A friend recently equated my blog to “ranting about things.” This, I feel, probably rings true when it comes to parts of some of my posts. Admittedly, I find a unique and deep pleasure in making fun of what I view as the hipster generation’s (or boomerang generation, or recession grads, etc. – myself included!) myriad of ubiquitous and ridiculous obsessions, convictions, and trends.
But I can’t help but feel a little tinge of frustration at the thought of his remark. I feel like cultural writing, along with the whole slew of other types of writing I’ve posted on this blog, merits a little more acknowledgment than ‘my ranting.’ His comment only reinforced a lesson I’m still (miraculously) learning over and over and over again: there will always be criticism.
Admittedly, being in your mid-twenties is not a super glamorous time. The life stage seems to be rife with hurdles and curve balls and any other sort of sports analogies you can muster. I had a lot of preconceived notions about what it would be like to graduate and begin the next stage of my adult life. All of these expectations were challenged, of course.
In the spirit of saving anyone who hasn’t yet graduated a lot of heartache (and providing a forum for the commiseration of the rest of us—we still have each other, man!), I’ve compiled a list of the things that my counselor actually should’ve told me before I entered the big, tough world.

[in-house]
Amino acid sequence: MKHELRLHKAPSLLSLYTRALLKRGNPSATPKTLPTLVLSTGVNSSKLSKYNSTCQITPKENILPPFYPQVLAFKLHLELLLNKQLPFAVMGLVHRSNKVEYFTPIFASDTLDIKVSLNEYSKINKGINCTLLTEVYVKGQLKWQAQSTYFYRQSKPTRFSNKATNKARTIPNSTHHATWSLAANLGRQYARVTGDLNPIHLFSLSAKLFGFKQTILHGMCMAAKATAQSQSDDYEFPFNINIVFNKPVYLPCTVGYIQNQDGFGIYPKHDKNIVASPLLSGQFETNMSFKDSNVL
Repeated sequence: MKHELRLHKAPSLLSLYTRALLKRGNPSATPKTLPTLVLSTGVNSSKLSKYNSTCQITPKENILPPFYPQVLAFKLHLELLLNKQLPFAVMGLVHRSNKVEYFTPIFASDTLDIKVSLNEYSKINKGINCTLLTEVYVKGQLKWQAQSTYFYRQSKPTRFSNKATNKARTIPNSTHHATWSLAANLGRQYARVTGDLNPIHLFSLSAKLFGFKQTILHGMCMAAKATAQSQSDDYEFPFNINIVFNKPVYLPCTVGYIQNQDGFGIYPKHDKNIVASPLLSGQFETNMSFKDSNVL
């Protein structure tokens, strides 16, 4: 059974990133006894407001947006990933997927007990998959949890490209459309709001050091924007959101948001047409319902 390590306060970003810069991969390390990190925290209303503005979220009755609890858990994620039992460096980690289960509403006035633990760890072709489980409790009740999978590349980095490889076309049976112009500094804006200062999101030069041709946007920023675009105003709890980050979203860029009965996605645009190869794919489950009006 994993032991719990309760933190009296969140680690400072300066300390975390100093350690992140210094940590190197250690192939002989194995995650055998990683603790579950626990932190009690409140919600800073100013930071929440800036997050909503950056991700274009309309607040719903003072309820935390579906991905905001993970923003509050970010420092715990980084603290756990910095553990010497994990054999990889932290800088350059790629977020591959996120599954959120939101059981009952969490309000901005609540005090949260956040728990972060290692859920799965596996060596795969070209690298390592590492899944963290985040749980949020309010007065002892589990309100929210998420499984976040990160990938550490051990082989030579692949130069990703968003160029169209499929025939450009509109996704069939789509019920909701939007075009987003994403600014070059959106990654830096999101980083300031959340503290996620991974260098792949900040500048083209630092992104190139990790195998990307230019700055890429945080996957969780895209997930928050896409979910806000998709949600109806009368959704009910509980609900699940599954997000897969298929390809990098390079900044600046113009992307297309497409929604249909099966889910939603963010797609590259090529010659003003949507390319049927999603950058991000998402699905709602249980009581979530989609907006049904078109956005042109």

10 Things I Wish I’d Realized Before I Graduated
- No one cares about your GPA.
- No one really cares about what school you attended (sorry buddies, but unless you attended an Ivy League where daddy has got a legacy, of course, no one really gives two shits about it).
- Don’t expect to find a real job anytime soon (now I’m not sayin’ that it’s not possible, I’m sayin’ it’s not probable).
- Everyone in your life is going to be assailing you with one question: “What do you want to do now?” It’s going to suck, big time. My advice: makes something up. That, or avoid people.
- Volunteering probably won’t help you get a real job, but it feels really good.
- Sometimes the only way to help yourself out of a depression is to drag your ass off the couch and go for a run.
- Almost everyone moves back home—what counts is whether or not you ever leave again.
- No matter what the new job or project is, just say “yes, I can do that.” You wouldn’t believe the things you can learn on the internet.
- Never say “no” to an opportunity to make an idiot of yourself.
- With progress comes criticism. Respect the advice of others, but respect your own vision more. Pursue your interests regardless of the naysayers.
When it all comes down to it, life should be about following your interests and helping others to do the same. Sure, there’s a lot of insecurity (on everyone’s part), but at the end of the day you just gotta say Ima do my thing and tell anyone who says you shouldn’t to SHUT UP.
If you’ve got your own slap-in-the-face, post-grad reality-check examples, by all means, do tell!
And for all of you that are still feeling ho-hum: check out this CNN article to learn how to Think Yourself out of a Temporary Depression